The Semantics of Mathematical Language
Nicolas Goodman Principal Investigator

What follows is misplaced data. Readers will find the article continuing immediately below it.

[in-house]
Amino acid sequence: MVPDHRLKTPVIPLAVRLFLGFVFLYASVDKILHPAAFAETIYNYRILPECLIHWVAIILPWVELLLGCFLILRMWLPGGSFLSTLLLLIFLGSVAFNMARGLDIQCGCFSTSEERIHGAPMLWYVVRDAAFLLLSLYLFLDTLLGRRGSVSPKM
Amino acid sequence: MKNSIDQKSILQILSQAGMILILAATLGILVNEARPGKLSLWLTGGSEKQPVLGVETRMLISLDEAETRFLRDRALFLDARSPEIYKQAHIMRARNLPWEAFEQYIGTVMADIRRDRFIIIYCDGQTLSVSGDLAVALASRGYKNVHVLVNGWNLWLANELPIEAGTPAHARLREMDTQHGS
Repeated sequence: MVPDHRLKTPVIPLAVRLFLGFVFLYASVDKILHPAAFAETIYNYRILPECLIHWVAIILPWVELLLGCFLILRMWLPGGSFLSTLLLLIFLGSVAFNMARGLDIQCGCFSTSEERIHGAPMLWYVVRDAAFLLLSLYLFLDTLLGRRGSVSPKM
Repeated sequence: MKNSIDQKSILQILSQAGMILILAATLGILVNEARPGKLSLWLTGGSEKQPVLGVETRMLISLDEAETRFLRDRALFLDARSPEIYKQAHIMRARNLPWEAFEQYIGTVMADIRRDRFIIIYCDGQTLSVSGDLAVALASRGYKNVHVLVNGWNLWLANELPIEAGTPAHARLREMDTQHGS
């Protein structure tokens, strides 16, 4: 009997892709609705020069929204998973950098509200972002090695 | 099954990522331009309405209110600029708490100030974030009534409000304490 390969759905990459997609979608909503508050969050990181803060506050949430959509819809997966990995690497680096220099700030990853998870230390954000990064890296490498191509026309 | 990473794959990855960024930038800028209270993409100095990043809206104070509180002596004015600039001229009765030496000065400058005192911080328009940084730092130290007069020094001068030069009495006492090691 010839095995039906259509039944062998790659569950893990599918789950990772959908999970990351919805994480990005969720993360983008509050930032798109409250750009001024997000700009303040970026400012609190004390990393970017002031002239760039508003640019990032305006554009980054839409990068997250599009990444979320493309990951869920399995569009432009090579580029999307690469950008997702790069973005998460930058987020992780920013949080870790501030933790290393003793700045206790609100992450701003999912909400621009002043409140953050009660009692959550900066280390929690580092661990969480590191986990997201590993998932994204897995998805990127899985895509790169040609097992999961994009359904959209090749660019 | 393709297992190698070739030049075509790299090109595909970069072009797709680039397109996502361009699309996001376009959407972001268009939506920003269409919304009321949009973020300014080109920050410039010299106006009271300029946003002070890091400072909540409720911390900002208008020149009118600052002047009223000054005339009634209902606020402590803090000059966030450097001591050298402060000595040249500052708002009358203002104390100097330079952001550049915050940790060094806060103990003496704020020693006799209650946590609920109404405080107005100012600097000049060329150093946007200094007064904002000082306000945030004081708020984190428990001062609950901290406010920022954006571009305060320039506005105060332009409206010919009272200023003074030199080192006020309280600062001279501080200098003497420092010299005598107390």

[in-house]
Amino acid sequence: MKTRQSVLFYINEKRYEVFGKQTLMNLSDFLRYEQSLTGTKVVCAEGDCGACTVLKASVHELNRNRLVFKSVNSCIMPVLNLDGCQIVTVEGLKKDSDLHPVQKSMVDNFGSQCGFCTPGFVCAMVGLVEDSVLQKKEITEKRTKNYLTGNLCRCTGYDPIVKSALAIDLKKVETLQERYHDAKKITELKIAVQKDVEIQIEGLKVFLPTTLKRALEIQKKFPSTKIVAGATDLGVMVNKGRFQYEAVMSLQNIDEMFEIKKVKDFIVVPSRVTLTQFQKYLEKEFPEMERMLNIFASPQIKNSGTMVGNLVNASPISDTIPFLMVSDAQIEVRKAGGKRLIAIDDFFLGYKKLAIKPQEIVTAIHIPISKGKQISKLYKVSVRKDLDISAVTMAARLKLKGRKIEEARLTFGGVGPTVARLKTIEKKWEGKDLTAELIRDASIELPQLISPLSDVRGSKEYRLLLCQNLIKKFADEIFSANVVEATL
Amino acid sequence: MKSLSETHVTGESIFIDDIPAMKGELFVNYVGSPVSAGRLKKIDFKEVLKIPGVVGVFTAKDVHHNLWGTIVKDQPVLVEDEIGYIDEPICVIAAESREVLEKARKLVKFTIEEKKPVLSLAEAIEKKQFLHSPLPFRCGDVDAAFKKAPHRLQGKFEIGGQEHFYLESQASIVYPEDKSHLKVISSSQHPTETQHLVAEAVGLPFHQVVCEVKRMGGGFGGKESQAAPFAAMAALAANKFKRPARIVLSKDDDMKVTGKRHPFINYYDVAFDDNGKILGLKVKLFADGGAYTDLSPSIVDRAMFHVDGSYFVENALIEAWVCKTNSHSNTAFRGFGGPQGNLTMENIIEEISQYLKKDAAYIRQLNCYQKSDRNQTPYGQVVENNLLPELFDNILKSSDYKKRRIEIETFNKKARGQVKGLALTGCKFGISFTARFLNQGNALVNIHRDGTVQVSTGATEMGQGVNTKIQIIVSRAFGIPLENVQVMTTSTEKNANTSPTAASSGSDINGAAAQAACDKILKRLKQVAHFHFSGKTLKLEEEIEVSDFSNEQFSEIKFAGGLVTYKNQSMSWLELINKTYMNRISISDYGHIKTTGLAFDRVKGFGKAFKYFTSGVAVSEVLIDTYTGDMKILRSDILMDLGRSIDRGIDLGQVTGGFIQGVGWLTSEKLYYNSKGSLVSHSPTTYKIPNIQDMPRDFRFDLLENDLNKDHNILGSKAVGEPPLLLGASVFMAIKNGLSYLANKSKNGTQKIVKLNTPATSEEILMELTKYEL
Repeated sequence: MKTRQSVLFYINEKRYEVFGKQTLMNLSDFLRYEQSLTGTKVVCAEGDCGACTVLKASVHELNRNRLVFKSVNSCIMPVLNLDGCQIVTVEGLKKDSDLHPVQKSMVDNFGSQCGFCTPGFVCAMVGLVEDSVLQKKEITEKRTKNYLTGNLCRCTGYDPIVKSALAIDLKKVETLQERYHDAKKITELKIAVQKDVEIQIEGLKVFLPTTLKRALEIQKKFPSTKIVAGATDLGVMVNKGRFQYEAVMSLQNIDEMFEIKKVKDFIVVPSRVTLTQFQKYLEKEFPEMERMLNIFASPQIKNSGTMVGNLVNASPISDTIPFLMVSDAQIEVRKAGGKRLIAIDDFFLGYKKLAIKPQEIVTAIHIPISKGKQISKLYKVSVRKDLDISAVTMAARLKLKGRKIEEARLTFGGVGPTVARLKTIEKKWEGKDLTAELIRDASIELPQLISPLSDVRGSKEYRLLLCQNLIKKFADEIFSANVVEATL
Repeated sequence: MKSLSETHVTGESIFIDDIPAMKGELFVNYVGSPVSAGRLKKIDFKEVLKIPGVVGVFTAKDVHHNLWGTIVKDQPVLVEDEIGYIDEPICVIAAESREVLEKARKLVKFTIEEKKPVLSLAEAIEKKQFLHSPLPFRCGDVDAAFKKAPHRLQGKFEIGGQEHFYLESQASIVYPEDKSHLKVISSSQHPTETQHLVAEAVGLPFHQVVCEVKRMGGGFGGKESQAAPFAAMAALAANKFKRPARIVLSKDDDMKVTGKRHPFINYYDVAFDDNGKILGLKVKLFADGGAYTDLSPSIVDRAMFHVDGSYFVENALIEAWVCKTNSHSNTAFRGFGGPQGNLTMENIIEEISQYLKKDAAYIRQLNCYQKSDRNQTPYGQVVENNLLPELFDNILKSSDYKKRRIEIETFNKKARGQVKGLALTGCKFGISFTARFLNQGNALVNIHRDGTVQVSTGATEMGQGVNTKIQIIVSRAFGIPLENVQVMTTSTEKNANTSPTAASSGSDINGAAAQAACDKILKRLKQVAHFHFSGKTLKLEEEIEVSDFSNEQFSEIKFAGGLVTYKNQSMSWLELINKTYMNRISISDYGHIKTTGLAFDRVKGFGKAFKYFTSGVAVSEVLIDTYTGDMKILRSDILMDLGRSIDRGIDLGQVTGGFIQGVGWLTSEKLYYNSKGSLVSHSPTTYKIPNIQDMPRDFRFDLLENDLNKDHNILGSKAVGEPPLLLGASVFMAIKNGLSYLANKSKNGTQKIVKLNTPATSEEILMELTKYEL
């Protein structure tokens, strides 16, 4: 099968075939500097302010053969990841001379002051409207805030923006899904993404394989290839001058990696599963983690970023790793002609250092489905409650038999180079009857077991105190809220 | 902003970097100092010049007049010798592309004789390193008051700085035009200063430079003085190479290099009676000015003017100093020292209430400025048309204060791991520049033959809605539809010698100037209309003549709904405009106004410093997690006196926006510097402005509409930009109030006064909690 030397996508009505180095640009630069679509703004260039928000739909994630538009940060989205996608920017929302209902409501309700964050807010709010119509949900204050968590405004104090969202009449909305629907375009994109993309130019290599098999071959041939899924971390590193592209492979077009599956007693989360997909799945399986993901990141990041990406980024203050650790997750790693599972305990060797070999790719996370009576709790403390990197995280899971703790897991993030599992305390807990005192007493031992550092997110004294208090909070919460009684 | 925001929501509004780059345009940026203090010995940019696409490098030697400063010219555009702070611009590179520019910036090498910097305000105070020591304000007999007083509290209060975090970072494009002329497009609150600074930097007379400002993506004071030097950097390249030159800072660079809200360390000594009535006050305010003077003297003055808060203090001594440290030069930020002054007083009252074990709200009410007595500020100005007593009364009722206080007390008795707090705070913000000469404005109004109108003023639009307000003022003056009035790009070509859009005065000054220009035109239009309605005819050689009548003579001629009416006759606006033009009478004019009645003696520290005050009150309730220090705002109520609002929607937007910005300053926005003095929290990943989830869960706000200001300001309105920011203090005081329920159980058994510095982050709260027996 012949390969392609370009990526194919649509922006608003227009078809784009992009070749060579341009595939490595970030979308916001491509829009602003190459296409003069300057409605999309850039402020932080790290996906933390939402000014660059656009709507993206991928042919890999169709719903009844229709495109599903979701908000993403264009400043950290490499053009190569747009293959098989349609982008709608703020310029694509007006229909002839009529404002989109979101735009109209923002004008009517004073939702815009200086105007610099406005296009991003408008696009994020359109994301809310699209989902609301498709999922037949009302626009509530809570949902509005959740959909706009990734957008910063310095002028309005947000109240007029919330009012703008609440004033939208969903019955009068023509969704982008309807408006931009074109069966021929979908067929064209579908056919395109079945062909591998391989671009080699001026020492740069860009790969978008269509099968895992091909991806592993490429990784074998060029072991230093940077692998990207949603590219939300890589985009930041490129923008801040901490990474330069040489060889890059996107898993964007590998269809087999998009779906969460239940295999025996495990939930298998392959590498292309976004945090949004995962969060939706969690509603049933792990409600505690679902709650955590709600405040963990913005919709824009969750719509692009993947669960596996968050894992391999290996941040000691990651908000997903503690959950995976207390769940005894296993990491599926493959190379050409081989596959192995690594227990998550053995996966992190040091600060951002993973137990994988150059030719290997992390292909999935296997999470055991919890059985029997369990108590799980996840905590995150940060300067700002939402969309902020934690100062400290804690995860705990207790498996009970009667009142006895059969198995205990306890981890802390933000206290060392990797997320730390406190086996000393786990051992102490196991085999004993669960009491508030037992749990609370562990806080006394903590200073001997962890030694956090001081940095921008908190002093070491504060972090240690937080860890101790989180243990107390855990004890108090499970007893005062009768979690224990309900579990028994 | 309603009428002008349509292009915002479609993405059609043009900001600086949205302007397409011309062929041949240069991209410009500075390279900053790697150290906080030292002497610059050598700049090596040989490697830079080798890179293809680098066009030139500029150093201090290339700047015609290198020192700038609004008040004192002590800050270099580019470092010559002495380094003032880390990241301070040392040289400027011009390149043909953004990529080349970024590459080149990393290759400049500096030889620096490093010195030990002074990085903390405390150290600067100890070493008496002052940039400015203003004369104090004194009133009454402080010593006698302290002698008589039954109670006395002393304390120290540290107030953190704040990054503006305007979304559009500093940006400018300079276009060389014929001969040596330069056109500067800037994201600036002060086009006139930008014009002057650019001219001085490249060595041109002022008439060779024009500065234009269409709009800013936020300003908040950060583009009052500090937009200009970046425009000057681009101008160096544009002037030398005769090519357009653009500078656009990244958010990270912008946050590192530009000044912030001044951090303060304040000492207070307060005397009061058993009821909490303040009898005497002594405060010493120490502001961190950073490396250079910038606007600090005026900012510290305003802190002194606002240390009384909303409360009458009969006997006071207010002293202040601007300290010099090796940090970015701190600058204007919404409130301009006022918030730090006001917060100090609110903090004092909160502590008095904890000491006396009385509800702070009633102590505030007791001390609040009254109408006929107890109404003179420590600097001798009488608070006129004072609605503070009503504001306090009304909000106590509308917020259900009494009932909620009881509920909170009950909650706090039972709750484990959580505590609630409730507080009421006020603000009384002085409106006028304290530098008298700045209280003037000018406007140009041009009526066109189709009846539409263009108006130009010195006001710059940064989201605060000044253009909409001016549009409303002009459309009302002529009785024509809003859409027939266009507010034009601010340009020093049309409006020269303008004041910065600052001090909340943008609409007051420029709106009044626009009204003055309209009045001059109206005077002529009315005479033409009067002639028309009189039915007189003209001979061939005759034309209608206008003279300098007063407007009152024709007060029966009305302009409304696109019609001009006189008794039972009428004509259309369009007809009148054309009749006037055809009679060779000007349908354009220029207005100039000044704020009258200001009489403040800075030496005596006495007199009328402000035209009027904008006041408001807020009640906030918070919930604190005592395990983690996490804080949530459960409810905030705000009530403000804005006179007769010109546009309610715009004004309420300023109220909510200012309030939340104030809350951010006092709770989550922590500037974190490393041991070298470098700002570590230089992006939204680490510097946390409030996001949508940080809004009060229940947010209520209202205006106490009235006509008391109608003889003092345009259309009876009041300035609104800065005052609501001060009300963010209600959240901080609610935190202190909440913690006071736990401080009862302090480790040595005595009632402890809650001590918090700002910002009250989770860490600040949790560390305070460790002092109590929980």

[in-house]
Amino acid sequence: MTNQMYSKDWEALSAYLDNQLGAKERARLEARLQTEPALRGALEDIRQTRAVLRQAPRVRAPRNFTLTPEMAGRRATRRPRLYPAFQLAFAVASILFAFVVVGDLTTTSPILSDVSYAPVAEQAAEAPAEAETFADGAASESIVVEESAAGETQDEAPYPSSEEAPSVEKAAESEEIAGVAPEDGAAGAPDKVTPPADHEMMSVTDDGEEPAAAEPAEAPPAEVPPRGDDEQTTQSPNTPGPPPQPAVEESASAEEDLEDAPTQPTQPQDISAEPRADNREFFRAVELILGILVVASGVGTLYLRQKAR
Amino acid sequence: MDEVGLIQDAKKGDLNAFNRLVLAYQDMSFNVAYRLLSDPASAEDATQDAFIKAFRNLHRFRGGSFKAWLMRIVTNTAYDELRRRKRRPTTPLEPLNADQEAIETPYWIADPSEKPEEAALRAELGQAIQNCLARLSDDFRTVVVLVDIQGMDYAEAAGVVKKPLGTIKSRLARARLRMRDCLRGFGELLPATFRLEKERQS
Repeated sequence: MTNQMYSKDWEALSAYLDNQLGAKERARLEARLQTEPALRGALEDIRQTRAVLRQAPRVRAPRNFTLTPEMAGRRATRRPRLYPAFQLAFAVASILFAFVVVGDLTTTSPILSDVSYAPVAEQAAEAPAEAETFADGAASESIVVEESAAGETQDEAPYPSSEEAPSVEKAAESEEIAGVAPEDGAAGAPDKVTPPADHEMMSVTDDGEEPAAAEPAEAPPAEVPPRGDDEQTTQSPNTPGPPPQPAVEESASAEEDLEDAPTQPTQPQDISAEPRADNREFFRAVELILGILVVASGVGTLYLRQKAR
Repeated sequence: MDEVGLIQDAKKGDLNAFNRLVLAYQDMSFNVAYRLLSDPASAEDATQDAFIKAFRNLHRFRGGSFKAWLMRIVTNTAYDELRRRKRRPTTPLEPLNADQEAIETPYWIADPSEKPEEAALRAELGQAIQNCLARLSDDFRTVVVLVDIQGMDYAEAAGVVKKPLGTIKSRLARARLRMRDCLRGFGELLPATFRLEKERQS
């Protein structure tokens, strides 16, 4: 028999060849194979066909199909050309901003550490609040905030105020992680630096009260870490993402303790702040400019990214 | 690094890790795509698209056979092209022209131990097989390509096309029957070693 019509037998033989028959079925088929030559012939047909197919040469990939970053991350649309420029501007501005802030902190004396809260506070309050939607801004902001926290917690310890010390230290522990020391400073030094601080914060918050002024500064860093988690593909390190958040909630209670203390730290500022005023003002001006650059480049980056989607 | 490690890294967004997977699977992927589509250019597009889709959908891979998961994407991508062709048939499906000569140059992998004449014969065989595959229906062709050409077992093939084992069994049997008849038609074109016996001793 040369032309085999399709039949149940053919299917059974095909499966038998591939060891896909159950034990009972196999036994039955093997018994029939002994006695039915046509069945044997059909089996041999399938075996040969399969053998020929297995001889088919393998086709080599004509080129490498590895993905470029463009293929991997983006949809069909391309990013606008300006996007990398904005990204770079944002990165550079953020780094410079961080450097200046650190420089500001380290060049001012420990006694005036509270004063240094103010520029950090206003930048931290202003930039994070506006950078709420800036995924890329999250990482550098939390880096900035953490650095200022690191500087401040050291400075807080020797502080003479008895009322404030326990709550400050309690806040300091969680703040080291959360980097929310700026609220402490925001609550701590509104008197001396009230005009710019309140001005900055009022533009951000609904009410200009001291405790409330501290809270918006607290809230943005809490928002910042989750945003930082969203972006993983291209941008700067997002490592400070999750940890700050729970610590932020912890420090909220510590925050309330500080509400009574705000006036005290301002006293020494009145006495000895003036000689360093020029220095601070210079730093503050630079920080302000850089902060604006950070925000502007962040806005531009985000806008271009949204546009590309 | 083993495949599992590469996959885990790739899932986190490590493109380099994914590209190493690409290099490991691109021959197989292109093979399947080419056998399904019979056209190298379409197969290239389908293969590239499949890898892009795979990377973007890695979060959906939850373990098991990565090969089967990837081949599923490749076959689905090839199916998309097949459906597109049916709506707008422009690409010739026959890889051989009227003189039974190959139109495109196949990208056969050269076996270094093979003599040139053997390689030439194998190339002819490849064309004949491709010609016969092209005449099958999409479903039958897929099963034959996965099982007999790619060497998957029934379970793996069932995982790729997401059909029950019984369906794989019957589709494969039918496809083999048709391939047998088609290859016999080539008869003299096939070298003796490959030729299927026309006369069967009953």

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The central question which motivates Professor Goodman's study is what is the nature of mathematical reality. Professor Goodman is seeking in his research to develop a philosophy of mathematics which embodies the central insights of both the classical and the constructive traditions. Such a philosophy would be "Platonistic" in its ontology but constructivist in its epistemology. He found a way to accomplish this goal by using Lewis' "S4" semantics as the underlying logic which allowed for a reconciliation of the classical and intuitionistic positions. Under this grant, Professor Goodman will fill in his argument for the classical mathematical realism from the "hardness" and objectivity of mathematical statements and the empirical verifiability of their consequences. He will argue that experience with these features of mathematics allows us to move from assertability conditions to truth conditions, but that assertability conditions still play an indispensable role in the semantics of irreducibly intentional parts of mathematics. Using epistemic theories which Professor Goodman interprets as combining truth and assertability conditions, he will attempt a systematic account of actual mathematical discourse. This research project combines Professor Goodman's deep understanding of mathematics with subtle philosophical analysis. His prior work clearly demonstrates his ability to present clear, well-organized and provocative arguments for his positions. His study promises to make a significant contribution to our understanding of the nature of mathematical realism and its implication in ordinary mathematical language as it is found in textbooks, monographs and journals.